In some instances it may not be desirable to provide the .wall 1 with a shoulder for the purpose of supporting the cell cover, and in such .case the cover :is supported by the terminal post of the-battery so that theadjoiningfaces of the wall 1 and the cover 3 appear as in Fig. 7 It may also be desirable to bevel the adjacent surfaces of the wall 1 and the cover 3 as shown in Fig. 8, the cover 3 in this instance also being supported by the terminal contact with the sides of the post.

posts of the battery. Processes embodying our invention are applicable to the sealing of batgeries in which these forms of joint are use After the covers 3 of the battery are sealed into contact with the walls of the container, it .is necessary also to seal the opening between the projecting posts 5 of the'battery and the associated opemngs 4 in the cover. As shown in Fig. 9 the side walls of the opening 4 are spaced from the sides of the terminal post 5 and the cover 3 is supported by a projecting flange 12 on the terminal post 5. In sealin the opening between the terminal post 5 and the cover 3, heat is applied to the edges of the opening until the material fuses suflicientl to allow it to be kneaded into the bottom of the groove, the groove being completely filled a close fter this fusing process the surface of the cover in proximity to the face will be more or less irregular, but a smoothing iron may be passed over this surface to produce a smooth shallow groove 11 as shown in Fig. 10.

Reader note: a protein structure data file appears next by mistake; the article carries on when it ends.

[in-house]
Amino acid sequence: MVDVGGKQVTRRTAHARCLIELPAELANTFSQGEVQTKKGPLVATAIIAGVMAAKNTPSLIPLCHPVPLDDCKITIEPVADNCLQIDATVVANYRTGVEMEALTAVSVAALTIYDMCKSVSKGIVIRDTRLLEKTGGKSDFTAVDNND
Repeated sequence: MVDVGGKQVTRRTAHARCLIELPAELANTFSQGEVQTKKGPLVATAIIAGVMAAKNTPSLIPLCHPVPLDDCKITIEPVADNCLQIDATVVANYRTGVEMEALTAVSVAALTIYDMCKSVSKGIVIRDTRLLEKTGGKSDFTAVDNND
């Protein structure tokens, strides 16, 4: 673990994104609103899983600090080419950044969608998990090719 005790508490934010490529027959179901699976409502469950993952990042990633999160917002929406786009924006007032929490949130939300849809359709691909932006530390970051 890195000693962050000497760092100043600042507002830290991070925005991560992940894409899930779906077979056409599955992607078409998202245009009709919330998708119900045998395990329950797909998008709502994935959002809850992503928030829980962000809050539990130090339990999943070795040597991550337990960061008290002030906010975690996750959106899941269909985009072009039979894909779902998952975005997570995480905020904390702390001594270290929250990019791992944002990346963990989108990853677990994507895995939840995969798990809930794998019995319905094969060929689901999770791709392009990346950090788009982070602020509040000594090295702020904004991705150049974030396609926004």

It will now be clear that processes embodying our invention may be used not only to seal the contacting surface between a battery cover and the container, but are equally applicable to sealing the openings between the projecting terminal posts and the battery cover, and that such processes materially simand the softened material forming vplify the construction of the battery since the necessity of using a separate sealing com ound is avoided. Another advantage of our invention is that the battery cover may be constructed of the same material as that of the battery container.